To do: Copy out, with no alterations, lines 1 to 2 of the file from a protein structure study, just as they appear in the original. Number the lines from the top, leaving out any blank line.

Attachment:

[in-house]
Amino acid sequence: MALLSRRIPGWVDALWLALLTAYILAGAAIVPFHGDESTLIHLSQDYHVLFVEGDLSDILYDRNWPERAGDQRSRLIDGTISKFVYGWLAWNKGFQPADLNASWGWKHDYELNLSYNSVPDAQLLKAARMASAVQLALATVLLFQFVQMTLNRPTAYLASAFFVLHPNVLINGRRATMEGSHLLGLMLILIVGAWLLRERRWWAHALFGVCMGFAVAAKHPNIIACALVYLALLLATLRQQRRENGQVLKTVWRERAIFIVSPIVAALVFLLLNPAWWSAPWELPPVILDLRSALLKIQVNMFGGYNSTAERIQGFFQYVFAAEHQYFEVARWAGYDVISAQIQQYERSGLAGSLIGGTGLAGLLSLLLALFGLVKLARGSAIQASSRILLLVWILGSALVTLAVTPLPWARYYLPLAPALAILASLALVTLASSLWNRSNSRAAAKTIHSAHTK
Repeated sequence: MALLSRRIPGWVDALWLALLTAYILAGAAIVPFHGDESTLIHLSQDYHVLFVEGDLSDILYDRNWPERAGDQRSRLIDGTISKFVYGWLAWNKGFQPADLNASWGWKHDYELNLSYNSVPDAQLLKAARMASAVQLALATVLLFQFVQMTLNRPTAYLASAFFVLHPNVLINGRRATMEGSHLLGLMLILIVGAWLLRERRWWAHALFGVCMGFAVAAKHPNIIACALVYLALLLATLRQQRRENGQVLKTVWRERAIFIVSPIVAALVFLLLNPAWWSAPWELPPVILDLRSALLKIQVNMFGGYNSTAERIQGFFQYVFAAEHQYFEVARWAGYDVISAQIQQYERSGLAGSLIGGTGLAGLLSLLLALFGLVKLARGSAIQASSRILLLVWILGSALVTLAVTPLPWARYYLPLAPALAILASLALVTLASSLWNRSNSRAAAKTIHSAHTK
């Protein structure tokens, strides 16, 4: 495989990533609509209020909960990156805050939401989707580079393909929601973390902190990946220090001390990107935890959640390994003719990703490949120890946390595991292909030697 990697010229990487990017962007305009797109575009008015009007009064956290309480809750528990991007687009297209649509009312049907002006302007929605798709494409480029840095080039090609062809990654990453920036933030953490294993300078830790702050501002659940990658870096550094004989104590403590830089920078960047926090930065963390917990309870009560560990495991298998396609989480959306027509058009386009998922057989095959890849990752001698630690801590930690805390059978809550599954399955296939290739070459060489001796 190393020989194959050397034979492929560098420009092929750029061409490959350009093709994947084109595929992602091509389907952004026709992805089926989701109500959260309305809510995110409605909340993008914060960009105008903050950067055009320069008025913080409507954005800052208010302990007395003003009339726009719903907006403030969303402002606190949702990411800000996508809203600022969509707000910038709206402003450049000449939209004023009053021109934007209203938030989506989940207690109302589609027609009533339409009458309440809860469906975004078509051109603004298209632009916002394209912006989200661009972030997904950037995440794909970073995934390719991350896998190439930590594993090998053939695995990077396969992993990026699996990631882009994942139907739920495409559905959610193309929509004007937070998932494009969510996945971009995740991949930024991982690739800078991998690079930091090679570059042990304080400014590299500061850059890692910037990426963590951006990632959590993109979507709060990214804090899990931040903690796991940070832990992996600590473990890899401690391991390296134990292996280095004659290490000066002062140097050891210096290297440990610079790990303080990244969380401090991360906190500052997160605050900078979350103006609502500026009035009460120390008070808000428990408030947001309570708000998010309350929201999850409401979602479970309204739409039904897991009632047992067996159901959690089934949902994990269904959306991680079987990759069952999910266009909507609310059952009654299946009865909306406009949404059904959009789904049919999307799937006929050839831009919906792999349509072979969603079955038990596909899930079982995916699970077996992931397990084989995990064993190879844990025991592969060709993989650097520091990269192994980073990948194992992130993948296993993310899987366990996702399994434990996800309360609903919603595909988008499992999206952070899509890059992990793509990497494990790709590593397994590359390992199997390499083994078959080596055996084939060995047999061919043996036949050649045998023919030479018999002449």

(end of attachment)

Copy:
[in-house]
Amino acid sequence: MALLSRRIPGWVDALWLALLTAYILAGAAIVPFHGDESTLIHLSQDYHVLFVEGDLSDILYDRNWPERAGDQRSRLIDGTISKFVYGWLAWNKGFQPADLNASWGWKHDYELNLSYNSVPDAQLLKAARMASAVQLALATVLLFQFVQMTLNRPTAYLASAFFVLHPNVLINGRRATMEGSHLLGLMLILIVGAWLLRERRWWAHALFGVCMGFAVAAKHPNIIACALVYLALLLATLRQQRRENGQVLKTVWRERAIFIVSPIVAALVFLLLNPAWWSAPWELPPVILDLRSALLKIQVNMFGGYNSTAERIQGFFQYVFAAEHQYFEVARWAGYDVISAQIQQYERSGLAGSLIGGTGLAGLLSLLLALFGLVKLARGSAIQASSRILLLVWILGSALVTLAVTPLPWARYYLPLAPALAILASLALVTLASSLWNRSNSRAAAKTIHSAHTK